3-D Printed Body Parts. 3-D printed microfibers could provide structure for artificially grown body parts. Stem-cell-loaded hydrogels reinforced with fibers like the rebar in cement can grow living cells in defined patterns and eventually the fibers will dissolve and go away. If we could multiplex electrospinning with a collagen gel and bioprinting, we could build large and complex tissue interfaces, such as bone to cartilage. Low-cost and efficient method to fabricate high-resolution and repeatable 3-D polymer fiber patterns on nonconductive materials for tissue engineering with available hobbyist-grade 3-D printers. The method they use is a combination of 3-D printing and electrospinning, a method that uses electric charge to spin nanometer threads from either a polymer melt or solution. printer can deposit a precise pattern of fibers in three dimensions to form a scaffold in a hydrogel on which cells can grow. Once the tissue has grown sufficiently, the scaffolding can be dissolved, leaving only a structured tissue appropriate for use. If two different tissues -- muscle and tendon -- are needed, the 3-D printer can alter the pattern of threads in such a way that the transition could be seamless with the appropriate cells, resulting in a naturally formed, two-part tissue replacement.

3-D Printing creates Super Soft Structures that Replicate Brain and Lungs

Engineered Tissue Folding by Mechanical Compaction of the Mesenchyme. Many tissues fold into complex shapes during development. Controlling this process in vitro would represent an important advance for tissue engineering. We use embryonic tissue explants, finite element modeling, and 3D cell-patterning techniques to show that mechanical compaction of the extracellular matrix during mesenchymal condensation is sufficient to drive tissue folding along programmed trajectories. The process requires cell contractility, generates strains at tissue interfaces, and causes patterns of collagen alignment around and between condensates. Aligned collagen fibers support elevated tensions that promote the folding of interfaces along paths that can be predicted by modeling. We demonstrate the robustness and versatility of this strategy for sculpting tissue interfaces by directing the morphogenesis of a variety of folded tissue forms from patterns of mesenchymal condensates. These studies provide insight into the active mechanical properties of the embryonic mesenchyme and establish engineering strategies for more robustly directing tissue morphogenesis ex vivo.

New printing technique uses cells and molecules to recreate biological structures.
 
Electrospinning is a fiber production method which uses electric force to draw charged threads of polymer solutions or polymer melts up to fiber diameters in the order of some hundred nanometers. Electrospinning shares characteristics of both electrospraying and conventional solution dry spinning of fibers. The process does not require the use of coagulation chemistry or high temperatures to produce solid threads from solution. This makes the process particularly suited to the production of fibers using large and complex molecules. Electrospinning from molten precursors is also practiced; this method ensures that no solvent can be carried over into the final product.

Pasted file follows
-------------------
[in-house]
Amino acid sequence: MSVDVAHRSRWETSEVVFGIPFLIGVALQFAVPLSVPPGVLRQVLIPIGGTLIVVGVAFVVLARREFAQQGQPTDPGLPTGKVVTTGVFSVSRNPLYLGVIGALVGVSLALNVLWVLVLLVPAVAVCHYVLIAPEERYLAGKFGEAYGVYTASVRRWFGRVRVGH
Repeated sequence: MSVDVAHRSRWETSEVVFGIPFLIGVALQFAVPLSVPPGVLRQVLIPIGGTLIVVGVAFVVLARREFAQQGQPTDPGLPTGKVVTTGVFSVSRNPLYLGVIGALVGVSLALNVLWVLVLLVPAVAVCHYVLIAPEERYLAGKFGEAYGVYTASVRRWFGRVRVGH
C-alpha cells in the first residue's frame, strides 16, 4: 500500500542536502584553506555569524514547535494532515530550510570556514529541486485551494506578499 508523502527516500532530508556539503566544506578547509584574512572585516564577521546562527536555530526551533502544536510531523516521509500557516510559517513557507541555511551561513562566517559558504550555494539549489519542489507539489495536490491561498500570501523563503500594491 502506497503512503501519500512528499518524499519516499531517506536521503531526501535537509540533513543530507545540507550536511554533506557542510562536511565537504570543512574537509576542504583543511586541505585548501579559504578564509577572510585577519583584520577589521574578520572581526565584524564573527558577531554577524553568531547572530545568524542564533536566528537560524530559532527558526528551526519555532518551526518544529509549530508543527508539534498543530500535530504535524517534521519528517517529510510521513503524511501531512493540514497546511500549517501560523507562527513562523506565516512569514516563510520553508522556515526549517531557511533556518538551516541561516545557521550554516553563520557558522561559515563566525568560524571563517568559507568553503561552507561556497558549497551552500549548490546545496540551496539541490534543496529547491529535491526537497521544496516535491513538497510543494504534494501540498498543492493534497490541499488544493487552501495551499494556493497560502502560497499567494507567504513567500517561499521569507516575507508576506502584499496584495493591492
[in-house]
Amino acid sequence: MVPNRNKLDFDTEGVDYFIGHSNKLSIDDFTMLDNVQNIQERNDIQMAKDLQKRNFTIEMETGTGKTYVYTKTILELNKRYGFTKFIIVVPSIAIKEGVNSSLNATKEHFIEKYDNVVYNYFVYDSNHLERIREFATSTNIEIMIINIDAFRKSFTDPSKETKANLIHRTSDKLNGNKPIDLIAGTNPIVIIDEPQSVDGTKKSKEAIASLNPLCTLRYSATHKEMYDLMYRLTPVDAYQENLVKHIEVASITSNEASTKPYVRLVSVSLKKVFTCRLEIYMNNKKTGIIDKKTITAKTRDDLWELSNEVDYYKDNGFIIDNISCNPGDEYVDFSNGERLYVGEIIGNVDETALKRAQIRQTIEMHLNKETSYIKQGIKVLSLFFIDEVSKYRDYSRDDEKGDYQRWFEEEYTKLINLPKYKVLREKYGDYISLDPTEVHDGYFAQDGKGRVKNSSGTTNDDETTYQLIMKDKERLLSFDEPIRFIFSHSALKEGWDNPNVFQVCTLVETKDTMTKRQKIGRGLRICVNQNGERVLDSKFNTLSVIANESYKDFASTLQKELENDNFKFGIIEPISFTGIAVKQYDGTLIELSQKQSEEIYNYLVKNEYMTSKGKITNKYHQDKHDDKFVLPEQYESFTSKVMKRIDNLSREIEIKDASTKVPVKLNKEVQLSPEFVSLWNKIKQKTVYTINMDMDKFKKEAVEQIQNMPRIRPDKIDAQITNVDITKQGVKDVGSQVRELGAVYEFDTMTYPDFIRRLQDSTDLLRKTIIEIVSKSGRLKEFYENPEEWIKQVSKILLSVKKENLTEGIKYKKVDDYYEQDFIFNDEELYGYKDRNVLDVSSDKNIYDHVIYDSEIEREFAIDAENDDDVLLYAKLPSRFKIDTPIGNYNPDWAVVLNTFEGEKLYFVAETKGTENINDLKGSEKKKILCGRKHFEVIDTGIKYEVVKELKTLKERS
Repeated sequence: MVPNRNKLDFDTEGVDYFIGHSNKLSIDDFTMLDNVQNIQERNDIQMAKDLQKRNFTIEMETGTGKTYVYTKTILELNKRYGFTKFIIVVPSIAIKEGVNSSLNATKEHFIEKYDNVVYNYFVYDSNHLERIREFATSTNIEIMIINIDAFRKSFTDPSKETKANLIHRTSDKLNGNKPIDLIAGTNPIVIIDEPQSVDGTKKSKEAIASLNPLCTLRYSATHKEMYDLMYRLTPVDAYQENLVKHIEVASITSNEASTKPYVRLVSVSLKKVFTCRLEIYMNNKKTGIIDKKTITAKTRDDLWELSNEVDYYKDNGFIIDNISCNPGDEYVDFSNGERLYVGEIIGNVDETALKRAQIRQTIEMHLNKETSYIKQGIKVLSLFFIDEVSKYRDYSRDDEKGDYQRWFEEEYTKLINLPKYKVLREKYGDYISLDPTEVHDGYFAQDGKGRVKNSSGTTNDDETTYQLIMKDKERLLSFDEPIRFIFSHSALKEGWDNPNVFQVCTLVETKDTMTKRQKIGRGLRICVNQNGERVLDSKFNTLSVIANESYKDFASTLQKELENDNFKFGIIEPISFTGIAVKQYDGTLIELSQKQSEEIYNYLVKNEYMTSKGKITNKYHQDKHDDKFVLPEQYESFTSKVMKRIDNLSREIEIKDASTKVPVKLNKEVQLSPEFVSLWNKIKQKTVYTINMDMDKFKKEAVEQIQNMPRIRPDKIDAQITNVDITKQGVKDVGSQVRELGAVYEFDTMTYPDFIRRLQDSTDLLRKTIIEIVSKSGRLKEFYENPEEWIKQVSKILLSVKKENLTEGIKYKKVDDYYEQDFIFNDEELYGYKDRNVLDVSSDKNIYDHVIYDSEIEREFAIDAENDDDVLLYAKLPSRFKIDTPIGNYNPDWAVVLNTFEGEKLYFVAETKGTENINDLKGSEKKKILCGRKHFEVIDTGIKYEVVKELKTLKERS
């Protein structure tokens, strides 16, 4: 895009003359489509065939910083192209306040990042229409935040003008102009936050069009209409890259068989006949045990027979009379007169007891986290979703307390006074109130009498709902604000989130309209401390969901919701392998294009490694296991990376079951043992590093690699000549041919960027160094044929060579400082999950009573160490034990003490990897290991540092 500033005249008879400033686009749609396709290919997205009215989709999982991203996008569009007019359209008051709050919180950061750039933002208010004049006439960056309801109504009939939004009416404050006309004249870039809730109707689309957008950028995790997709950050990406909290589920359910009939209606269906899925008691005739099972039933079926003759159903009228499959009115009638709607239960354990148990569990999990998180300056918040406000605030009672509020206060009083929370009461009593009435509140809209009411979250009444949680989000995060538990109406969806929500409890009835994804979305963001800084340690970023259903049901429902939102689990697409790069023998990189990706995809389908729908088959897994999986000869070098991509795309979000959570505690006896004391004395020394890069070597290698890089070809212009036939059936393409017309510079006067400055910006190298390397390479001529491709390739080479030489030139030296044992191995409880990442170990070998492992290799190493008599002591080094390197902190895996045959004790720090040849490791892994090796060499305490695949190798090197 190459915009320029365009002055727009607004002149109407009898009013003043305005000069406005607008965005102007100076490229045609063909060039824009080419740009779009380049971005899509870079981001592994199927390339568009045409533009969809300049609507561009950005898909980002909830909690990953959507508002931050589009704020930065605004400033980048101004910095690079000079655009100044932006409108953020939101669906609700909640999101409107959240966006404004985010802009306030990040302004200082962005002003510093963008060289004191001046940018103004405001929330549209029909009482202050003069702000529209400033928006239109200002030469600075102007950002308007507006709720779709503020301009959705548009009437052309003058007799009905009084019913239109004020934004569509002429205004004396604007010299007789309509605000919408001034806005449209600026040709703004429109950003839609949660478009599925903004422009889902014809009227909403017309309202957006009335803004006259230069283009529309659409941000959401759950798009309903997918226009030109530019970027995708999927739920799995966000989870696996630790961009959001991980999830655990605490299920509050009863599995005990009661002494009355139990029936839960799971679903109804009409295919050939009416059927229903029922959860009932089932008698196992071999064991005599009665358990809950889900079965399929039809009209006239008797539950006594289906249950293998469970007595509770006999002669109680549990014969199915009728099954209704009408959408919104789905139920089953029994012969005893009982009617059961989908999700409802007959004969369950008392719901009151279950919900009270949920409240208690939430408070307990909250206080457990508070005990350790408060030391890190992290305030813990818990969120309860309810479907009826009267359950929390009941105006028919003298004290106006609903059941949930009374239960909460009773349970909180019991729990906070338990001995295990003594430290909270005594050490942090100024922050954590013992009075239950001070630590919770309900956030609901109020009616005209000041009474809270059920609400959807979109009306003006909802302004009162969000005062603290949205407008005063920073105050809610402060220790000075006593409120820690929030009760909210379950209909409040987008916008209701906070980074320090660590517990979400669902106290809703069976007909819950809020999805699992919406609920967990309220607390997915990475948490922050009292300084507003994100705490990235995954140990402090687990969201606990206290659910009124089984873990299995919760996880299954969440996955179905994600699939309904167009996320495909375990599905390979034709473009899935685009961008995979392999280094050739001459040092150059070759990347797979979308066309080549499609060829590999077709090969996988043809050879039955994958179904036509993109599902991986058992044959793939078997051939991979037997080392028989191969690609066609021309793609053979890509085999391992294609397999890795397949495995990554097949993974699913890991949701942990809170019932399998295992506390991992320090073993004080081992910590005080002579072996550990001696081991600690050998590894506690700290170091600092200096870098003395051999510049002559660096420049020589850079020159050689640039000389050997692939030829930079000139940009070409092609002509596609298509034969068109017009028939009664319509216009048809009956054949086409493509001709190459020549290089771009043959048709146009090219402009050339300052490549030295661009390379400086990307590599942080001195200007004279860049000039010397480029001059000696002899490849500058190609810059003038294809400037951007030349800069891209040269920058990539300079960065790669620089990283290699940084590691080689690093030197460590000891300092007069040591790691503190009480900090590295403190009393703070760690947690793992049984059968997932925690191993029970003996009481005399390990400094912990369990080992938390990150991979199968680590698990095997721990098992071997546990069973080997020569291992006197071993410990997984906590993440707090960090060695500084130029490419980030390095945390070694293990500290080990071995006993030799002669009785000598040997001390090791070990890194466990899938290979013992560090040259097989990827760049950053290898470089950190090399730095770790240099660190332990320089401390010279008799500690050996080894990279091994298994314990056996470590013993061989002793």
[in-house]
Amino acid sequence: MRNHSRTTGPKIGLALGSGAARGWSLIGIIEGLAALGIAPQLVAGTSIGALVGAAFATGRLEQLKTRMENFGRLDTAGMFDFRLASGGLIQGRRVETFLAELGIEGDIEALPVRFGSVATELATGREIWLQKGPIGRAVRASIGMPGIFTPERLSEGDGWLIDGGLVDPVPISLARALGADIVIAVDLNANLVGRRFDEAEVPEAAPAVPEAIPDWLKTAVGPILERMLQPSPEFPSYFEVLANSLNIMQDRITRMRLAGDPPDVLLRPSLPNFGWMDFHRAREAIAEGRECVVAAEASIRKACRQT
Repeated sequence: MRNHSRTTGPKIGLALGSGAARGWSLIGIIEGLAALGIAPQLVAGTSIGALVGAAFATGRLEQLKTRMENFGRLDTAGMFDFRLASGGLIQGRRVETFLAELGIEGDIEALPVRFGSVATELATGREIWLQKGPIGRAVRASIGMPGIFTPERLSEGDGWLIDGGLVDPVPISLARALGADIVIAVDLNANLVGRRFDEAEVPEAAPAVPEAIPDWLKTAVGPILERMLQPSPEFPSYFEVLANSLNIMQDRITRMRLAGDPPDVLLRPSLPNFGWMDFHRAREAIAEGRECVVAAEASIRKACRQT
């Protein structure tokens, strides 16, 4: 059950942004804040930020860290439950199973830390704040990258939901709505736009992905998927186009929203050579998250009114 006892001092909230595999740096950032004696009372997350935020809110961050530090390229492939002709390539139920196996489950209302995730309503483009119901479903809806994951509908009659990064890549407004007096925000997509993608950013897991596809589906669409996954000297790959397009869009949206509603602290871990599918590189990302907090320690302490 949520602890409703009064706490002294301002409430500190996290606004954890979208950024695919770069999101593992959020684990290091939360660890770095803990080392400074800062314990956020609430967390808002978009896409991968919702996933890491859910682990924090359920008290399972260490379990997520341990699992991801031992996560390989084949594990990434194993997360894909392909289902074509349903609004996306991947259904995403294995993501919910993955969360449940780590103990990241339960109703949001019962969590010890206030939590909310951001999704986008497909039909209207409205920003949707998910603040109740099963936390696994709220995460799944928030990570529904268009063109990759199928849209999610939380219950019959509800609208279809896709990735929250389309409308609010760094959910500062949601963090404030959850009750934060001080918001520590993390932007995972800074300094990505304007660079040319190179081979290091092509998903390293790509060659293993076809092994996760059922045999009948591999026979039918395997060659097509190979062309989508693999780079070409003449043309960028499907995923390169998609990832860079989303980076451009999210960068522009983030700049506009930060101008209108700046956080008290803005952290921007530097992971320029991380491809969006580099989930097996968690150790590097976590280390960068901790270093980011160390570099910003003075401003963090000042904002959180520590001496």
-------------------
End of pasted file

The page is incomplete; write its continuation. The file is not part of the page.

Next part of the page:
3-DIY: Printing your own Bioprinter. Researchers have developed a low-cost 3-D bioprinter by modifying a standard desktop
3-D printer, and they have released the breakthrough designs as open source so that anyone can build their own system.

Bio-Mimicry


Humans have been making their own stuff for thousands of years, so the makers movement is nothing new. The only thing that's new is the technology and our time in history. Starting in the 20th century, people got use to everything being made for them. And education got dumbed down to create factory workers. But then American corporations exploited cheap labor over seas that drastically reduced the number of jobs that were available. But the worst part was that education is still dumbed down, and millions of jobs are still being shipped to other countries to exploit a low paying labor force. Now machines and automation are increasing, and still education is being dumbed down. Technology has made people realize that they can make their own stuff. But the question is, should people be making their own stuff? Do they need to? And what are the options and choices that might be more productive, efficient and effective and less wasteful? But people are still undereducated. So it's almost impossible for anyone to accurately calculate the actual cost of their actions. 99 percent of people still have no idea of all the cause and effects that happen whenever they do something. Even when people do nothing, they still have no idea of the cause and effects of doing nothing. But we are making some progress. Technology is being democratized, but the most important thing is that knowledge and information also needs to be democratized. That's because only highly educated people can fully utilize technology without waste or abuse, as we can clearly see today. We need to improve education by 1,000 percent so that people fully understand themselves and the world around them. We want people to be independent and be able to survive on their own, but the most important thing is, people need to know how to work together to maximize our efforts, without wasting time, energy and resources. So mass production can still work really well if done right. It's great to make your own stuff and be independent, but everyone knows that we live on a planet with billions of other humans. So we need to understand this fact as well. Being highly educated and skilled would have to include being able to work together and fully utilize our strength in numbers. When everyone becomes an expert and a professional and becomes highly educated, then we will have have a much better world. Now put that in your 3D printer, and let's start going. Live, Learn ,Love and Progress, and then after that, maybe print something useful and see what happens, you never know, or do you?



The Thinker Man